I think my initial hesitation at really embracing the ending last night was the realization (if this interpretation is correct) that in the material world people like Sawyer and Juliet did not get to live the happily ever after in the material/physical world; that their separation by Juliet’s death at the time of the hatch building did occur. But, this morning as I’ve been thinking, I have taken solace in the idea that their reunion in the spiritual world was complete and ‘eternal’ in a sense – although it’s hard to overcome my own attachment to happiness in the material/physical world and wanting to see it for those characters played out. Maybe that’s another way to interpret Jacob and his brother: Jacob more fully embraced the world of the spirit while his brother was more attached to the physical/material world: the classic struggle between spiritual/esoteric/enlightenment and material/scientific/non-enlightenment.

    I will miss this show!!! Thanks for the six amazing years!

    • mikeedee says

      Point taken about the fuzzy lines between Jacob’s ‘good’ and his brother’s ‘evil’. Jacob wasn’t particularly pleasant to Ben in the temple under the statue and the lifetime’s worth of growing frustration Ben had built up because he wasn’t entrusted by Jacob with any of the island’s secrets (“What about me?”; “What about you?”) eventually got the better of him and he snapped.

      Jacob and his brother’s upbringing from the woman who killed their real mother (again, unexplained) could I suppose have been influential in the inherent flaws of their respective characters.

      Just look at us! Discussing the possibilities, so many of them. So much still unknown but we are given pockets information to allow the main story just enough cohesion to still make sense in its own way. Incredibly thought provoking, we’ll be talking about this for a long time to come.

      And to think that some people are saying the writers just gave us a cop-out ending not sophisticated enough for its fans!

      • says

        @mikeedee: I think some people are looking for concrete answers to every question and are frustrated that the finale didn’t give them. Ultimately, I think they answered the important ones.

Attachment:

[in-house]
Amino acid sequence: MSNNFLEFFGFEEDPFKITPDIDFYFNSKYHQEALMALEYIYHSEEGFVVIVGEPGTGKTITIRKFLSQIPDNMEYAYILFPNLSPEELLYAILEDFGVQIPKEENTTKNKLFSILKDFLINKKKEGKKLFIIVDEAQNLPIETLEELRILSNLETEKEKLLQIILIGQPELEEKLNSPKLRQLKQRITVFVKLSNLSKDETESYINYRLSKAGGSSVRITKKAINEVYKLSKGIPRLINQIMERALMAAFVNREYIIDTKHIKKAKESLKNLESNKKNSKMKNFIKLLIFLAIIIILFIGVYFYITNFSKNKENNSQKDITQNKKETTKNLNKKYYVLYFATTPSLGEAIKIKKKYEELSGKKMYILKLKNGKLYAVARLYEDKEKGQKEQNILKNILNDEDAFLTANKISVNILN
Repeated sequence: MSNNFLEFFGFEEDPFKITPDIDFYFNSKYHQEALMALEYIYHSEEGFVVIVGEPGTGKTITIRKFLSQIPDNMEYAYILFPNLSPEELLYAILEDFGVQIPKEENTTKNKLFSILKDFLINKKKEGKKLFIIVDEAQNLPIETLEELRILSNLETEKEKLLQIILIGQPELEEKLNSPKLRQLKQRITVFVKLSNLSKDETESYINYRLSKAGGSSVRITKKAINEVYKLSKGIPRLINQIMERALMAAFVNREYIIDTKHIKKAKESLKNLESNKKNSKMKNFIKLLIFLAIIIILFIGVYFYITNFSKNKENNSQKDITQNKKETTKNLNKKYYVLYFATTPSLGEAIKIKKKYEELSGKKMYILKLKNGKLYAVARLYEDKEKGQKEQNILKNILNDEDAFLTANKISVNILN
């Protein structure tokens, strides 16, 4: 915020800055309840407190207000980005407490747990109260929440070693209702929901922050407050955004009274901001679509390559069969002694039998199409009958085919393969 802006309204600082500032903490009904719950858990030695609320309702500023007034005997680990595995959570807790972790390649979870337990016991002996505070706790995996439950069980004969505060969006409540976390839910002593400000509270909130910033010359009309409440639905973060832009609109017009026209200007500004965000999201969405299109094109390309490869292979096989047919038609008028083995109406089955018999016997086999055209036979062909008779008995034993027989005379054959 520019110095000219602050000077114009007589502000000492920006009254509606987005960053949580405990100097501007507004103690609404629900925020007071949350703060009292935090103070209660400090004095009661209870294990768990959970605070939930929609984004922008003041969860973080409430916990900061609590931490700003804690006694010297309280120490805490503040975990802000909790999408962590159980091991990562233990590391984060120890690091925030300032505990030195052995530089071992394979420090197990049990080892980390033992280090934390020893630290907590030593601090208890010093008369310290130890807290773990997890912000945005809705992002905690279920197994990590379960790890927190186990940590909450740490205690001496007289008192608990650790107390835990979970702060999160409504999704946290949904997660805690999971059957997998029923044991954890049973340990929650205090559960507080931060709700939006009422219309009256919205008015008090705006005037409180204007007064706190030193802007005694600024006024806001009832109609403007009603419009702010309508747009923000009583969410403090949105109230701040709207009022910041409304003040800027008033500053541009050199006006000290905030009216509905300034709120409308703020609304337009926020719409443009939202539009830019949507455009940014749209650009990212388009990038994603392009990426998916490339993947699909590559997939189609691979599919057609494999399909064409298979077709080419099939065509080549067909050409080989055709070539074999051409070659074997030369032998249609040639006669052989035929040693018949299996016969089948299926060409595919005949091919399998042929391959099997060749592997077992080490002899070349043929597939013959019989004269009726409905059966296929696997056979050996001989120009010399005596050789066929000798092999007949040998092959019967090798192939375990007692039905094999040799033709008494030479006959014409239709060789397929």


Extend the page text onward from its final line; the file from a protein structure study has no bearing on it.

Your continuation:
9. Norman says

    It seems to me that when the writers started working on this season that they did not know how to wrap up the story. So instead of answering the questions about what the island was, where it came from, the Dharma initiative, etc. they just came up with the “flash-sideways” and created new questions that they could answer.

  10. Jenny says

    I find it hard to comprehend the comments which suggest that this finale was not sophisticated enough for the Lost audience. In my opinion the finale was true art and as the actors stated before it aired it was beautiful. The show was always about the characters, none of the mysteries and questions that everyone is demanding should have been resolved would have even been shown without the characters. The main plot line on the island was resolved, Man in Black died and Hurley became the new Jacob. Desmond got home to his family and Claire back to Aaron. What happened to Miles, Frank, Richard, Kate, Sawyer and Walt is up for interpretation, but they all eventually died with nothing more significant than their time on the island happening.

    In response to the unanswered mysteries, I believe some people just need to accept that some things just happened. For example many ask how did Man in Black become the Smoke monster when Jack and Desmond both went down there and came out alive? Jacob wished for him to suffer a fate worse than death, so being that Jacob was protector of the Island, it happened. What were the numbers about? Jacob had a thing for numbers. Why have several seasons centered on the DARMA initiative for it to be made irrelivant in the end? Looking back over the seasons it was pretty irrelivant, they came to the island, got killed and thats about it. The main mystery of the the Island was why can dead people be seen wondering around and what was the smoke monster; this was answered. Time travel and electromagnetism were just repercussions caused by people interferring with the islands light.

    The final ending has been critised and praised for being too religiously based. I for one didn’t even consider God or pergatory in my interpretation of the final scene. For me it showed the shows creators view on what happens after death. They all found each other again and moved on, to what? nobody knows. Their time on the island became the most important part of their lives, many died there, found (or refound) love or simply found themselves. But the main idea was that they achieved it together and wouldn’t have achieved it without the Island. The finale gives the simple message that we cannot go through life alone, which is what many of the castaways did for so long.

    You might have a different interpretation to mine, which is why I consider it a form of art. It was a unique ending, beautifully acted and directed and one which shouldn’t be forgotten.